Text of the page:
Vision loss caused optic nerve damage previously was considered irreversible. Conducted in Germany randomized placebo controlled double blind multi-center clinical trial (2010-2012) has shown an ability to restore vision for visually impaired patients after 10 sessions of noninvasive alternating current stimulations. Improved eyesight (enlarged visual field and increased visual acuity) associated with positive impact on vision related quality of live as reading, mobility or orientation.
Alternating Current Stimulation Restore Vision
After Optic Nerve Damage
Background. Vision loss after optic neuropathy is considered irreversible. Here, repetitive transorbital alternating current stimulation (rtACS) was applied in partially blind patients with the goal of activating their residual vision.
Methods. We conducted a multicenter, prospective, randomized, double-blind, sham-controlled trial in an ambulatory setting with daily application of repetitive transorbital alternating current stimulation (n = 45) or sham-stimulation (n = 37) for 50 min for a duration of 10 week days. A volunteer sample of patients with optic nerve damage (mean age 59.1 yrs) was recruited. The primary outcome measure for efficacy was super-threshold visual fields with 48 hrs after the last treatment day and at 2-months follow- up. Secondary outcome measures were near-threshold visual fields, reaction time, visual acuity, and resting-state EEGs to assess changes in brain physiology.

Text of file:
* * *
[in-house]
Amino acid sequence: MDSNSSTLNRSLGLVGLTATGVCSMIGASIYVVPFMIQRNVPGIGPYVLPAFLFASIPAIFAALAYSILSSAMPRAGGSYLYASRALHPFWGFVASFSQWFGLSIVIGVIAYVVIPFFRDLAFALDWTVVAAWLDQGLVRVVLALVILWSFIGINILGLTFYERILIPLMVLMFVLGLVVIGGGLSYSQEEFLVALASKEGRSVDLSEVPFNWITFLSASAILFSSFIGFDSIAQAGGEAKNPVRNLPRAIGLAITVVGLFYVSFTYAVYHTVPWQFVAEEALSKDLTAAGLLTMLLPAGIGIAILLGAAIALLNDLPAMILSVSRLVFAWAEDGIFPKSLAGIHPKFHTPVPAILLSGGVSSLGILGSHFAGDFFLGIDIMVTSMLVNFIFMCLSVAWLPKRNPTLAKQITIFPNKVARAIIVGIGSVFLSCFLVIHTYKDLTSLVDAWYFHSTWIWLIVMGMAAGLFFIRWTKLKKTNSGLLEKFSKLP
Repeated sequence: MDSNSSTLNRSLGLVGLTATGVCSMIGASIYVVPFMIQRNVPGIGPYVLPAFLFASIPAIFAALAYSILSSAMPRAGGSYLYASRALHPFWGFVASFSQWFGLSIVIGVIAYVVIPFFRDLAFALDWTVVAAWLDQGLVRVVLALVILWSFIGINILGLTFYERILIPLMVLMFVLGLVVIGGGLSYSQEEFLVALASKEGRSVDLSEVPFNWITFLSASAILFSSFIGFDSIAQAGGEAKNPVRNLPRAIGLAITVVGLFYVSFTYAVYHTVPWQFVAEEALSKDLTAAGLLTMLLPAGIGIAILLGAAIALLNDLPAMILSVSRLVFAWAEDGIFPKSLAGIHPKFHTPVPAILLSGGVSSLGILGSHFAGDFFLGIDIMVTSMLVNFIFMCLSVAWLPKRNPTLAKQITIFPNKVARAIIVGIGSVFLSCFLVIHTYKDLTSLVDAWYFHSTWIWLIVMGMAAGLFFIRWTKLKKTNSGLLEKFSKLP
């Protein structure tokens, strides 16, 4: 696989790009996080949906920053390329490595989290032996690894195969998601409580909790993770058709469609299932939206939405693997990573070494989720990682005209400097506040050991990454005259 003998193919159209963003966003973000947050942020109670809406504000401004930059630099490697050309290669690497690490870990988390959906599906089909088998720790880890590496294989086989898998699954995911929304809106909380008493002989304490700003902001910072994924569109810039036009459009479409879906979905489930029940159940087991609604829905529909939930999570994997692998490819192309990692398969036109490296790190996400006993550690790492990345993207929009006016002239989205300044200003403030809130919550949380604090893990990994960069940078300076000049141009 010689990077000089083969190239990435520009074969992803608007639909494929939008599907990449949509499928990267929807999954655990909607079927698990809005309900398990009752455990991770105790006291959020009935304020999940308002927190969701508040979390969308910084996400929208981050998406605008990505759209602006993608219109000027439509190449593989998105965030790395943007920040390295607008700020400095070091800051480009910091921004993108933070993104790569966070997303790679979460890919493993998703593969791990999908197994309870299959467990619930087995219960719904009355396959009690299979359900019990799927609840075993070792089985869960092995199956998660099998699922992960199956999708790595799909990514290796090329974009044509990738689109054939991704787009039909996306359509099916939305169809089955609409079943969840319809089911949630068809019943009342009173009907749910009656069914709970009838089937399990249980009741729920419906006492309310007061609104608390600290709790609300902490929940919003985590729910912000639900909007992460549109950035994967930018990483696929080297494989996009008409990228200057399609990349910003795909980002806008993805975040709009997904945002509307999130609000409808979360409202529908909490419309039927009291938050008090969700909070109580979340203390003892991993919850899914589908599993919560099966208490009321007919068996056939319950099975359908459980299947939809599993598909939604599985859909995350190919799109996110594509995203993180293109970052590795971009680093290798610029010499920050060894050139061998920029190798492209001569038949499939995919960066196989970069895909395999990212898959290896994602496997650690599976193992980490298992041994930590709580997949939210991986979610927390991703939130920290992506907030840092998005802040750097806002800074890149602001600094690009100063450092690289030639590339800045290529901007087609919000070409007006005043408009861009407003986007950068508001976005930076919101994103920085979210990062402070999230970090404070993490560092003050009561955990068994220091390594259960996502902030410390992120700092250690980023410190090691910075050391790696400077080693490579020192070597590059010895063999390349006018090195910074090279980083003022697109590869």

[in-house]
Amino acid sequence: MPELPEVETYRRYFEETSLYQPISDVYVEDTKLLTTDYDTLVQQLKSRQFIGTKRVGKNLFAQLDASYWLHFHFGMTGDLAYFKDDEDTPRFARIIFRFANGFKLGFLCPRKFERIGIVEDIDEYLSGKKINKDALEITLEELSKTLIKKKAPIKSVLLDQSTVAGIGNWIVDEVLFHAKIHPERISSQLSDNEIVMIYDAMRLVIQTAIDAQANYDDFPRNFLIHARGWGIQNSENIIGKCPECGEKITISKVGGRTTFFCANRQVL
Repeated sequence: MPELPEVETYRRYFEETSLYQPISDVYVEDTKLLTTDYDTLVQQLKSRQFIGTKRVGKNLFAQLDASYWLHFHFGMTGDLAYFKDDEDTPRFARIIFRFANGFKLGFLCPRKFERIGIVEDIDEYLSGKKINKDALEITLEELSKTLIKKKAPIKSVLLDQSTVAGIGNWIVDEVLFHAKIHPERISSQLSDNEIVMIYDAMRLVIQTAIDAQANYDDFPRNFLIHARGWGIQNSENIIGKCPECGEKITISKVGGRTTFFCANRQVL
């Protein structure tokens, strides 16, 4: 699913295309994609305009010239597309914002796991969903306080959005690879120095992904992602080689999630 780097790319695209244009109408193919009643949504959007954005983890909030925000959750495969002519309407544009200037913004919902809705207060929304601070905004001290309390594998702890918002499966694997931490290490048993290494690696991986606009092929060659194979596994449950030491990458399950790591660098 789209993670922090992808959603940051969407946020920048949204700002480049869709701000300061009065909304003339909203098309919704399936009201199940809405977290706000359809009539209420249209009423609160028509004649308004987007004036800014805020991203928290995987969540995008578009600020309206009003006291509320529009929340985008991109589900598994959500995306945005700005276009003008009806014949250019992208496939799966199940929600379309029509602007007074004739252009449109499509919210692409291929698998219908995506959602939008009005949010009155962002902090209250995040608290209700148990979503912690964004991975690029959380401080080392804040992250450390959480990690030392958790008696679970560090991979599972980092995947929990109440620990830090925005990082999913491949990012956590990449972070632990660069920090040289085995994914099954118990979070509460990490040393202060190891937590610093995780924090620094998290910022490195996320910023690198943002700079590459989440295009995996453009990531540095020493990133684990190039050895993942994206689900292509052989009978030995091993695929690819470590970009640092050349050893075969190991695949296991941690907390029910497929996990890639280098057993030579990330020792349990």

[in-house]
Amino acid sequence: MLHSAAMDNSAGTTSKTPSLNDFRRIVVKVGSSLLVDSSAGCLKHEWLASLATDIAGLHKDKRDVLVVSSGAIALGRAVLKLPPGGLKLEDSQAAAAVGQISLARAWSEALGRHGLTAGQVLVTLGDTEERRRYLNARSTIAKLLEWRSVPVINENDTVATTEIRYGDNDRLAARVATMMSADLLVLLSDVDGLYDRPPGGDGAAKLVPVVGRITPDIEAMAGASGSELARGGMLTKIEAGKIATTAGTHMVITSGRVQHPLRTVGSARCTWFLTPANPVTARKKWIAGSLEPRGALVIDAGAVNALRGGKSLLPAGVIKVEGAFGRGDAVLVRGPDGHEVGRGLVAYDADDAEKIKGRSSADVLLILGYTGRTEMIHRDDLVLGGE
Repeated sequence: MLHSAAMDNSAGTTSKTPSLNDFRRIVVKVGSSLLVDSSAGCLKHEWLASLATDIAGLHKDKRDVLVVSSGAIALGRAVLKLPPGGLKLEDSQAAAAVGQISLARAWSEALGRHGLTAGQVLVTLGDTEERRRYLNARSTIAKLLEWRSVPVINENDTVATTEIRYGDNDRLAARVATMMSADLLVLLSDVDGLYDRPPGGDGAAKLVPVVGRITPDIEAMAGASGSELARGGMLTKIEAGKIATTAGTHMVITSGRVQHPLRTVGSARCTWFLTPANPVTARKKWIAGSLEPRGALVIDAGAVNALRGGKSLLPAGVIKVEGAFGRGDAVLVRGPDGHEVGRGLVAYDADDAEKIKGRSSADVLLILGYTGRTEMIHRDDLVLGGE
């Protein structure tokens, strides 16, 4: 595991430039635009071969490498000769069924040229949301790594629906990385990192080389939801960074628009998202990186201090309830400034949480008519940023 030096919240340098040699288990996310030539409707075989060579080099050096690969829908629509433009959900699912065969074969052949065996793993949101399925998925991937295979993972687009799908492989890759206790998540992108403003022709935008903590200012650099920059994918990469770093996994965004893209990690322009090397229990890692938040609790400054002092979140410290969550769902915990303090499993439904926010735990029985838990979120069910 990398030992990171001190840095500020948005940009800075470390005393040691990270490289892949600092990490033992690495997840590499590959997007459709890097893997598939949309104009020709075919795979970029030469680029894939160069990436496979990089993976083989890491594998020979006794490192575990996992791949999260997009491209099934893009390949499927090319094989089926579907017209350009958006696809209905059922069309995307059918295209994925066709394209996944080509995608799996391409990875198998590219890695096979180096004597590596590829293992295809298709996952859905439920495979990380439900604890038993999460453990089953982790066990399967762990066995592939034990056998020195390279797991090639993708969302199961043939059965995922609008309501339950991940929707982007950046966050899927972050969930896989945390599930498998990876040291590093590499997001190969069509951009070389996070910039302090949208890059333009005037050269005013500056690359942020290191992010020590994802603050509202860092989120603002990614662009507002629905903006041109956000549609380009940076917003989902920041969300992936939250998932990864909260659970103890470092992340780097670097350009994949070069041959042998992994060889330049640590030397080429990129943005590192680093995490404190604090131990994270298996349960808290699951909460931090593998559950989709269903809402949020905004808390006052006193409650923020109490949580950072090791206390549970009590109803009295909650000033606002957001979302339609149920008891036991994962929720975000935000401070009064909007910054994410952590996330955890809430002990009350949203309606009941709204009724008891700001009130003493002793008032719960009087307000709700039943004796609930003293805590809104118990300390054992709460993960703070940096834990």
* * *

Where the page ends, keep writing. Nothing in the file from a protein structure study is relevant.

|Dr. Anton Fedorov||
||Dr. Julia Chibisova|
Results. The repetitive transorbital alternating current stimulation-treated group had a mean improvement in visual field of 24.0% which was significantly greater than after sham-stimulation (2.5%). This improvement persisted for at least 2 months in terms of both within- and between-group comparisons. Secondary analyses revealed improvements of near-threshold visual fields in the central 5° and increased thresholds in static perimetry after repetitive transorbital alternating current stimulation and improved reaction times, but visual acuity did not change compared to shams. Visual field improvement induced by repetitive transorbital alternating current stimulation was associated with EEG power-spectra and coherence alterations in visual cortical networks which are Alternating Current Stimulation for Vision Restoration interpreted as signs of neuromodulation. Current flow simulation indicates current in the frontal cortex, eye, and optic nerve and in the subcortical but not in the cortical regions.
Conclusion. repetitive transorbital alternating current stimulation treatment is a safe and effective means to partially restore vision after optic nerve damage probably by modulating brain plasticity. This class 1 evidence suggests that visual fields can be improved in a clinically meaningful way.
More information: “Alternating current stimulation for vision restoration after optic nerve damage: a randomized clinical trial,” by Carolin Gall, Sein Schmidt, Michael P. Schittkowski, Andrea Antal, Géza Gergely Ambrus, Walter Paulus, Moritz Dannhauer, Romualda Michalik, Alf Mante, Michal Bola, Anke Lux, Siegfried Kropf, Stephan A. Brandt, Bernhard A. Sabel, published by PLOS ONE.